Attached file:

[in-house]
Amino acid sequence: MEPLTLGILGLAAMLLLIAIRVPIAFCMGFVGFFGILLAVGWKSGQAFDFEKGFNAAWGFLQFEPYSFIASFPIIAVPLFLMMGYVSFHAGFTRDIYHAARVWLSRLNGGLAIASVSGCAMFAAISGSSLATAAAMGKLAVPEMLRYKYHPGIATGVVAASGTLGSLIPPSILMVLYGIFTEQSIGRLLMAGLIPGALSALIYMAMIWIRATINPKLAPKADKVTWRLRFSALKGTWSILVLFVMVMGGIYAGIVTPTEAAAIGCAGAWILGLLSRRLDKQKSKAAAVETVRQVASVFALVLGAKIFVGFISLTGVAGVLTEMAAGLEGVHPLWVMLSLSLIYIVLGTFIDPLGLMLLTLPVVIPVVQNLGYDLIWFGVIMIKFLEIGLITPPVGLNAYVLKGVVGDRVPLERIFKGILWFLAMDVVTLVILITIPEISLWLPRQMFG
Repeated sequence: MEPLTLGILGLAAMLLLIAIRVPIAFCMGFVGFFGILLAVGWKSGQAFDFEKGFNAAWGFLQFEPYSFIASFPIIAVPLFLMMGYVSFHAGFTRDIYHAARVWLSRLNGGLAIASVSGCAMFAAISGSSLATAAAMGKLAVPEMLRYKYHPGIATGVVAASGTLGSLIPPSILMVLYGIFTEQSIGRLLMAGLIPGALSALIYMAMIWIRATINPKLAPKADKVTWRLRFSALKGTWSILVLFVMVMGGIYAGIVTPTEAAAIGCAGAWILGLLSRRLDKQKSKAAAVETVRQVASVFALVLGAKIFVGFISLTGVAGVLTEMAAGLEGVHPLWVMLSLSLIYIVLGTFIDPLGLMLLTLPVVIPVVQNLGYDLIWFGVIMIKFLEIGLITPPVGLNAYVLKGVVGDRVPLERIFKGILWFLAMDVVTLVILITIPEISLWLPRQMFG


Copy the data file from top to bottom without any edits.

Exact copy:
[in-house]
Amino acid sequence: MEPLTLGILGLAAMLLLIAIRVPIAFCMGFVGFFGILLAVGWKSGQAFDFEKGFNAAWGFLQFEPYSFIASFPIIAVPLFLMMGYVSFHAGFTRDIYHAARVWLSRLNGGLAIASVSGCAMFAAISGSSLATAAAMGKLAVPEMLRYKYHPGIATGVVAASGTLGSLIPPSILMVLYGIFTEQSIGRLLMAGLIPGALSALIYMAMIWIRATINPKLAPKADKVTWRLRFSALKGTWSILVLFVMVMGGIYAGIVTPTEAAAIGCAGAWILGLLSRRLDKQKSKAAAVETVRQVASVFALVLGAKIFVGFISLTGVAGVLTEMAAGLEGVHPLWVMLSLSLIYIVLGTFIDPLGLMLLTLPVVIPVVQNLGYDLIWFGVIMIKFLEIGLITPPVGLNAYVLKGVVGDRVPLERIFKGILWFLAMDVVTLVILITIPEISLWLPRQMFG
Repeated sequence: MEPLTLGILGLAAMLLLIAIRVPIAFCMGFVGFFGILLAVGWKSGQAFDFEKGFNAAWGFLQFEPYSFIASFPIIAVPLFLMMGYVSFHAGFTRDIYHAARVWLSRLNGGLAIASVSGCAMFAAISGSSLATAAAMGKLAVPEMLRYKYHPGIATGVVAASGTLGSLIPPSILMVLYGIFTEQSIGRLLMAGLIPGALSALIYMAMIWIRATINPKLAPKADKVTWRLRFSALKGTWSILVLFVMVMGGIYAGIVTPTEAAAIGCAGAWILGLLSRRLDKQKSKAAAVETVRQVASVFALVLGAKIFVGFISLTGVAGVLTEMAAGLEGVHPLWVMLSLSLIYIVLGTFIDPLGLMLLTLPVVIPVVQNLGYDLIWFGVIMIKFLEIGLITPPVGLNAYVLKGVVGDRVPLERIFKGILWFLAMDVVTLVILITIPEISLWLPRQMFG